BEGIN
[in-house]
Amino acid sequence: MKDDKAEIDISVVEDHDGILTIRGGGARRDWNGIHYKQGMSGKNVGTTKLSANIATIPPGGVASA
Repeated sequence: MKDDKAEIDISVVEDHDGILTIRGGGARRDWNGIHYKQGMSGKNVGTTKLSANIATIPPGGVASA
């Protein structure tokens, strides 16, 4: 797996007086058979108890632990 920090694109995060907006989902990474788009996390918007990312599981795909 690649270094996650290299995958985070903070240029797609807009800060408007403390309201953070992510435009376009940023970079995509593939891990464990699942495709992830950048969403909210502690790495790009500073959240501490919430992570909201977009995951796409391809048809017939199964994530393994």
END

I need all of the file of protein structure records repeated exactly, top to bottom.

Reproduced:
[in-house]
Amino acid sequence: MKDDKAEIDISVVEDHDGILTIRGGGARRDWNGIHYKQGMSGKNVGTTKLSANIATIPPGGVASA
Repeated sequence: MKDDKAEIDISVVEDHDGILTIRGGGARRDWNGIHYKQGMSGKNVGTTKLSANIATIPPGGVASA
């Protein structure tokens, strides 16, 4: 797996007086058979108890632990 920090694109995060907006989902990474788009996390918007990312599981795909 690649270094996650290299995958985070903070240029797609807009800060408007403390309201953070992510435009376009940023970079995509593939891990464990699942495709992830950048969403909210502690790495790009500073959240501490919430992570909201977009995951796409391809048809017939199964994530393994």